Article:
Chiefs that he could omit all advance warning to the civil populace since air
force attacks on military installations in urban areas had been made previously
and the people notified. In addition, notice of the raid would permit the enemy
to improve his defense measures and reduce the tactical benefits of a
In any event the U.S. leaders reconsidered.
They considered it undesirable to distribute warning leaflets for they thought
this would give undue publicity to the raid. They also did not want to single
out P'yongyang as a target for an all-out strike while the conferences were in
session, since in the eyes of the world this might appear to be an attempt to
break off the truce negotiations. However, if Ridgway would treat the mission as
a routine utilization of air power and if he felt that P'yongyang was the most
important objective, they would consent.46
Because of bad weather, the strike was not
mounted until July 30. Even then, weather conditions were not ideal and all
attacks planned for light and medium bombers had to be canceled. Nevertheless
the Air Force flew close to 450 fighter and fighter-bomber sorties.
Smoke and heavy cloud coverage made
evaluation of the raid damage difficult.47
As the battle of the agenda came to an
end-on 26 July-the U.N. commander toured the front lines. In a cheerful report
to General J. Lawton Collins, Chief of Staff, he described the Eighth Army as
full of confidence and in high spirits. Training was progressing satisfactorily
and recent replacements were in good physical and mental condition. Despite the
rainy season, logistical capacity was unimpaired. Troop commanders had turned up
no evidence of a "going home attitude" in their units.48
Despite the optimism occasioned by this
tour, Ridgway cautioned his commanders to be ready to meet the most dangerous
capability that the enemy could exercise. He estimated that an offensive might
come either when negotiations broke down or during the Japanese peace
Up to this point, the outlook was hopeful.
An agenda had been accepted, morale was good, and the
UNC forces held strong defense positions. If the early compromises by the
Communists were any indication of their desire for peace, the outlook for a
quick settlement was favorable. But the picture was not all rosy. The enemy was
increasing his strength steadily and could launch a fullscale offensive at any
time. And although the Communists had apparently conceded several major points
on the agenda, there was no doubt that they would bring them up again in the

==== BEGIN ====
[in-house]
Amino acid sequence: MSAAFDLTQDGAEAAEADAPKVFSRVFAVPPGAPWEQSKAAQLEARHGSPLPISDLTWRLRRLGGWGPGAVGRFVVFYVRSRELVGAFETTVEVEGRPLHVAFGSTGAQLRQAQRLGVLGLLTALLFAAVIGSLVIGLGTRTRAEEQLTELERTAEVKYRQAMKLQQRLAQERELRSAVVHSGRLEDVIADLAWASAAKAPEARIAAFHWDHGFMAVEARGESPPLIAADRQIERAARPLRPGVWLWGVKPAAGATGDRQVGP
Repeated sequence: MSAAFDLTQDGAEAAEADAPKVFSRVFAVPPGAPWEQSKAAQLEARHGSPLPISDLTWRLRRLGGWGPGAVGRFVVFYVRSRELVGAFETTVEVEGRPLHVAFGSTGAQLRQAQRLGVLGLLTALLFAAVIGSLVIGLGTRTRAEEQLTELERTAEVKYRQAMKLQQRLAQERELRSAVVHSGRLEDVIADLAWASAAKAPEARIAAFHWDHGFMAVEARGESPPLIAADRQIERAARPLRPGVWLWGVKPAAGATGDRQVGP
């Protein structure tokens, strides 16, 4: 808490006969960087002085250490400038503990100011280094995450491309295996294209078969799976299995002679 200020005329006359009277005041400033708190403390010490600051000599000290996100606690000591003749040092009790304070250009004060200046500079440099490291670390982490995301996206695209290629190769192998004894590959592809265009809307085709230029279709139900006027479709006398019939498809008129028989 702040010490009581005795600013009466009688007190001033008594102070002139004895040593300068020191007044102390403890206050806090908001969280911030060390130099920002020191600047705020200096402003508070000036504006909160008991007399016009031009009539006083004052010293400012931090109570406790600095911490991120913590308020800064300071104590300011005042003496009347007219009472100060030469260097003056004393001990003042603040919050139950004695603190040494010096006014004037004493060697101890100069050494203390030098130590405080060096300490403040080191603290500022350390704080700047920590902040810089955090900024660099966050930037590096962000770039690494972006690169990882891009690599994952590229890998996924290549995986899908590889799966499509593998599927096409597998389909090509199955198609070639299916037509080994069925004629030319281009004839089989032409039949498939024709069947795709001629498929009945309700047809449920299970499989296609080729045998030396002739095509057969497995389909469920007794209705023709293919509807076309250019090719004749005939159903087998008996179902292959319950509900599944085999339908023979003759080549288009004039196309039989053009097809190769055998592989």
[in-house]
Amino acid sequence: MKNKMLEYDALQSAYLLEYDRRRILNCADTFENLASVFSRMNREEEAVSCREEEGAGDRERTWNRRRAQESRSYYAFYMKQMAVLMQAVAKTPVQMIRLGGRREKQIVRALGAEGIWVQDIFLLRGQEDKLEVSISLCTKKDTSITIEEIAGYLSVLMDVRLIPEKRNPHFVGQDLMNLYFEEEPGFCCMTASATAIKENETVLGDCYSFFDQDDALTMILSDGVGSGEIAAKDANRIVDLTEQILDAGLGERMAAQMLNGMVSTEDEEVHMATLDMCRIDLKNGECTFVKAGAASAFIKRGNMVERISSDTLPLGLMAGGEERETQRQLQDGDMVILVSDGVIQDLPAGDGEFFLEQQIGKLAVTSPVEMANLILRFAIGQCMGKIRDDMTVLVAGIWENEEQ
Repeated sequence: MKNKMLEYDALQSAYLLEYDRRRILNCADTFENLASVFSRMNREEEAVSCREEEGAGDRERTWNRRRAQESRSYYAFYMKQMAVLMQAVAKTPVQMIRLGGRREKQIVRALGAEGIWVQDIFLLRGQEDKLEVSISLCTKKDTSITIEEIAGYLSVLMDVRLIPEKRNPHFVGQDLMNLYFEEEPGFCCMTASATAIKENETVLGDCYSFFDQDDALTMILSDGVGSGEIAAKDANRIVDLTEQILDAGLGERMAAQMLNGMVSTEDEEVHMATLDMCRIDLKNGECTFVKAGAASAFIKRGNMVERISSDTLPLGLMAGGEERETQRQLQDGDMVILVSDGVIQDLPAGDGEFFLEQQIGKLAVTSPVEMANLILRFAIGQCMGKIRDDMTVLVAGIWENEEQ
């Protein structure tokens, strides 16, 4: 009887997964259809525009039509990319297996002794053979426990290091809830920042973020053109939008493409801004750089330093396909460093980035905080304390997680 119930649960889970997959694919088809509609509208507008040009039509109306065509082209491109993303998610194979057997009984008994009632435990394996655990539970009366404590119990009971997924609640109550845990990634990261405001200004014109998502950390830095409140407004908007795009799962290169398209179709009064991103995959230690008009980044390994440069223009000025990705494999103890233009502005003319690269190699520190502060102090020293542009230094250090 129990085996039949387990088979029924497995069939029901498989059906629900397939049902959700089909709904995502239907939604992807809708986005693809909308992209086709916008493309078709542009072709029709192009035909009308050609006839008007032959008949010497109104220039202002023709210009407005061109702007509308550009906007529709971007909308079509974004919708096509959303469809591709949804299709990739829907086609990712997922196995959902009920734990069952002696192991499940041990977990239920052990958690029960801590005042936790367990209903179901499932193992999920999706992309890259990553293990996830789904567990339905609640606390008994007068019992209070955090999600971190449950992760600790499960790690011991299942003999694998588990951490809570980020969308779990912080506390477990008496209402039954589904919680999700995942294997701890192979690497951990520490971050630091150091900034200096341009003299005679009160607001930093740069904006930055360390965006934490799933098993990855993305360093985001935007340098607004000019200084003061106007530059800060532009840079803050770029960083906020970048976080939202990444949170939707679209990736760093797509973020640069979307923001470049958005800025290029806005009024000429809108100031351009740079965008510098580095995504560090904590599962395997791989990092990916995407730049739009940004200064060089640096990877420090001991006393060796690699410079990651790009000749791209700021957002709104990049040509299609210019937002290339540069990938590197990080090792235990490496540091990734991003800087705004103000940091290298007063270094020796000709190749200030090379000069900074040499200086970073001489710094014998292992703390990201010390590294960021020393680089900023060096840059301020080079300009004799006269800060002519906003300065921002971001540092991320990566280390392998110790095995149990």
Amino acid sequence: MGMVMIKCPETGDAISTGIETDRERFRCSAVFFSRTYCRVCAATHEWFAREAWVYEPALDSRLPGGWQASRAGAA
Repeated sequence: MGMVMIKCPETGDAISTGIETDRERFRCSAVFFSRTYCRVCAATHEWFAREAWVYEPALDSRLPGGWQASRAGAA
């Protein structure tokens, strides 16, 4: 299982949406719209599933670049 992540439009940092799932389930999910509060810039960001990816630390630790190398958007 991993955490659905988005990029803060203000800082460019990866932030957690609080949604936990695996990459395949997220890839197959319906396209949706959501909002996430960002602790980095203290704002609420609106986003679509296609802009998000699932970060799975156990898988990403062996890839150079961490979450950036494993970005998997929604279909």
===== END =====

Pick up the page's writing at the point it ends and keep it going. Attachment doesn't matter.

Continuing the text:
substantive discussions. Behind the UNC lines, the government of Syngman Rhee
was highly perturbed about the possibility of an armistice that might leave
Korea permanently divided and had begun to agitate against any compromise with
the Communists. The storm warnings were clear and promised that the course of
the truce negotiators might be strewn with obstacles. If the negotiations bogged
down, the battlefield would also be affected. A loss of confidence in the
outcome at Kaesong could easily lead to an expansion of combat operations. With
the price of failure larger casualty lists, the center of interest continued to
focus on the negotiations as the substantive discussions got under way.
1 For literary reasons, the terms
"armistice," "truce," and "cease-fire" have been used interchangeably throughout
this volume. According to the Office of the Judge Advocate General, "truce"
signifies a temporary interruption of fighting between local forces for some
reason such as the collection of the dead and wounded. The word "armistice" has
a similar connotation, but is utilized to cover a temporary cessation of
hostilities on a broader scale. "Cease-fire" applies when all acts of war are
halted, bringing about an informal end to the war and stabilizing the situation
until formal negotiations can be completed.
2 New York Times, June 24, 1951.
3 New York Times, June 27, 29,
4 Leland M. Goodrich, Korea: A Study
of U.S. Policy in the United Nations (New York: Council on Foreign
Relations, 1956), p. 184.
5 The U.N. leaders
were not certain who was in actual military command of the enemy forces in
Korea, therefore the title was made all-inclusive.
(1) Msg, JCS 95258, JCS to CINCFE, 29
(2) UNC/FEC, Staff Sec Rpt, Office of CinC and CofS, Jun 51.
7 For a discussion of the making of U.S.
policy during the Korean War, see Chapter IV, below. In general, the JCS, the
Departments of Defense and State, the National Security Council, and the
President participated in the formation and approval of political-military